Since I live in Lambton-Kent-Middlesex now, I decided to actually take a look at Bev Shipley’s voting record. Given the statements that Prime Minister Harper has made about how he’s looking after Canadian families, I was quite surprised to see the results.

Bill C-343 makes it possible for people to take 52 week or 104 week (depending on the circumstances) unpaid leaves of absence, and receive EI, when catastrophic family issues take place like:

  1. child or spouse committing suicide
  2. child being physically injured and requiring care
  3. your child goes missing
  • Bev voted No on these ammendments.

Bill C-449 was intended to provide free public transit for senior citizens.

  • Bev voted No.

Liberal candidate for Lambton-Kent-Middlesex Gayle Stucke

Bill C-304 was designed to help ensure secure, adequate, accessible and affordable housing for Canadians.

  • Bev voted No.

Bill C-300 was introduced to enhance corporate accountability for foreign mining/oil/gas companies.

  • Bev voted No.

Bill C-469 established a Canadian Environmental Bill of Rights.

  • Bev voted No.

Several motions from Bill C-9 (the 2010 budget) came up for vote in June 2010, conveniently when many Liberals and Bloc Quebecois MPs weren’t in the House of Commons. Bev voted No on almost every single motion, negating several budgeted items.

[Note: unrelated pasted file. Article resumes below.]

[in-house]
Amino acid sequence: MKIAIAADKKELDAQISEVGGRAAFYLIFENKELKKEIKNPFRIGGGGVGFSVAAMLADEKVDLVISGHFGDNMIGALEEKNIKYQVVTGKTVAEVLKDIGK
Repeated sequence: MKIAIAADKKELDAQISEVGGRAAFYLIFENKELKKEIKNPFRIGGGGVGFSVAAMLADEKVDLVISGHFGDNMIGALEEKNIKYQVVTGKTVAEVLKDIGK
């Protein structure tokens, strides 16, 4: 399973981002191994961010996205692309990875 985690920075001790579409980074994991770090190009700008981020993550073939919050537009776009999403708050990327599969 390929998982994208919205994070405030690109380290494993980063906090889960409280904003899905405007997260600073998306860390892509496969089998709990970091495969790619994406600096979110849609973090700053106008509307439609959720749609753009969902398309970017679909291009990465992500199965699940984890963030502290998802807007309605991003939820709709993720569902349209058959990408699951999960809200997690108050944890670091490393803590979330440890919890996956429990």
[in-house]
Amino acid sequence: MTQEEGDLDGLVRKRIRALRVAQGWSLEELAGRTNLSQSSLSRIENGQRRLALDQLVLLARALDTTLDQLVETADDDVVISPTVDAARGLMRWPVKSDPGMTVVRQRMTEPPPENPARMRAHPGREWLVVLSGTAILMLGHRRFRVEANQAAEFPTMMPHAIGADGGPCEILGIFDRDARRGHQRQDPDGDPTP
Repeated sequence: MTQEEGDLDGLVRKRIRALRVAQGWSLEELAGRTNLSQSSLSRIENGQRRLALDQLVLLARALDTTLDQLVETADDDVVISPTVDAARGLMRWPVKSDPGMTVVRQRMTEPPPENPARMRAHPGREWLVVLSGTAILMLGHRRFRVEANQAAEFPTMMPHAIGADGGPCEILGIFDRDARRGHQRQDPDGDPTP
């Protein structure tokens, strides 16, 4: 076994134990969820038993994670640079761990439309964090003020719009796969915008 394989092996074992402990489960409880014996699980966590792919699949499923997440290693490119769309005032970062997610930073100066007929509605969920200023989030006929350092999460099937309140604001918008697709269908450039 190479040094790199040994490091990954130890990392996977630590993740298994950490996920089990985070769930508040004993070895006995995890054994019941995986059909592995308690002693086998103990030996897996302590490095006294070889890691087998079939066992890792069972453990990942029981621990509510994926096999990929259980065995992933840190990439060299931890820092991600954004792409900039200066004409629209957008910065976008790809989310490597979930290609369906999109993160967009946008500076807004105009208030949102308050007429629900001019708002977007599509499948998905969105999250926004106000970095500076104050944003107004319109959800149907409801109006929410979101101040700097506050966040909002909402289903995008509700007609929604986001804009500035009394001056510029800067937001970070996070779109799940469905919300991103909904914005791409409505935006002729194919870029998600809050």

Bill C-501 is designed to strengthen pensions by amending “the Bankruptcy and Insolvency Act to ensure that the claim of a clerk, servant, travelling salesperson, labourer or worker who is owed termination and severance pay by a person is secured as of the date of the bankruptcy or receivership by security on the person’s current assets

  • Bev voted No at the Second Reading, and then was absent on a subsequent vote on March 9, 2011.

Bill C-234 removed the waiting period (typically 4 weeks) from EI claims.

  • Bev voted No.

NDP candidate for Lambton-Kent-Middlesex Joe Hill

Does this look like the voting record of someone looking out for the average Canadian? I suggest not. However it isn’t as surprising as one would think once you find out that the budget for the Prime Minister’s Office was increased by $1 million as soon as Harper became Prime Minister. Why $1 million? Because the PMO employs a lot more employees than normal, all tasked with keeping an iron grip on what Conservatives MPs say, do, and think. Press releases are all written by the PMO now (not the norm), MPs are provided with “talking points” (Republican-style politics), and MPs are silenced from speaking their own mind. Just look at the votes of each party from HowdTheyVote.ca and you’ll typically see every Conservative vote the same on every Act.

If you’re not sure how to vote on May 2, I highly suggest you use http://federal.votecompass.ca/ to find out which party you align best with. As is typical, I lie somewhere between the Liberals and NDP, which is why I’ve reached out to the Liberal candidate for Lambton-Kent-Middlesex, Gayle Stucke, and already know there currently is not an NDP candidate in my riding that Joe Hill is the candidate for the NDP.